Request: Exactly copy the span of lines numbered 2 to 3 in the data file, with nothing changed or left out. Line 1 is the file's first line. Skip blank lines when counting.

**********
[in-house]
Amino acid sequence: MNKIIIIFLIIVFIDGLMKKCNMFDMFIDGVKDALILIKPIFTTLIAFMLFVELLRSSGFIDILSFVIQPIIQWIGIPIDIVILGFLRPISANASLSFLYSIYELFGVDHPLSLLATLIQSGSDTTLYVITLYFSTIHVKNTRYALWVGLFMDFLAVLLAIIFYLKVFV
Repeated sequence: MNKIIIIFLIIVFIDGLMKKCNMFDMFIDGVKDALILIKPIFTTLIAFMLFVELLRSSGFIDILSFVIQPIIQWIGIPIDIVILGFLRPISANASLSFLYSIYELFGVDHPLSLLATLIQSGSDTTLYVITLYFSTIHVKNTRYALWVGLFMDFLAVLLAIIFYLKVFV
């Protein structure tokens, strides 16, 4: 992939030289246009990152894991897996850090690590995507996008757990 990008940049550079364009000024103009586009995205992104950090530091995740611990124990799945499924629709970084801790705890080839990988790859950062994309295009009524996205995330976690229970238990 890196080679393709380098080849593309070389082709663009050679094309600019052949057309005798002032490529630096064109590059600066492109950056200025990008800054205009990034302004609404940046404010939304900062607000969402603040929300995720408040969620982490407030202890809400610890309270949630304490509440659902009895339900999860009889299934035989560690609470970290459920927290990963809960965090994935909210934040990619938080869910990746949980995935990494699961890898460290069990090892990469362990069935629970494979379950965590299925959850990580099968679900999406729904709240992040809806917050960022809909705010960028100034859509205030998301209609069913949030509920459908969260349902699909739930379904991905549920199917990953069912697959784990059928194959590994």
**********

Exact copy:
Amino acid sequence: MNKIIIIFLIIVFIDGLMKKCNMFDMFIDGVKDALILIKPIFTTLIAFMLFVELLRSSGFIDILSFVIQPIIQWIGIPIDIVILGFLRPISANASLSFLYSIYELFGVDHPLSLLATLIQSGSDTTLYVITLYFSTIHVKNTRYALWVGLFMDFLAVLLAIIFYLKVFV
Repeated sequence: MNKIIIIFLIIVFIDGLMKKCNMFDMFIDGVKDALILIKPIFTTLIAFMLFVELLRSSGFIDILSFVIQPIIQWIGIPIDIVILGFLRPISANASLSFLYSIYELFGVDHPLSLLATLIQSGSDTTLYVITLYFSTIHVKNTRYALWVGLFMDFLAVLLAIIFYLKVFV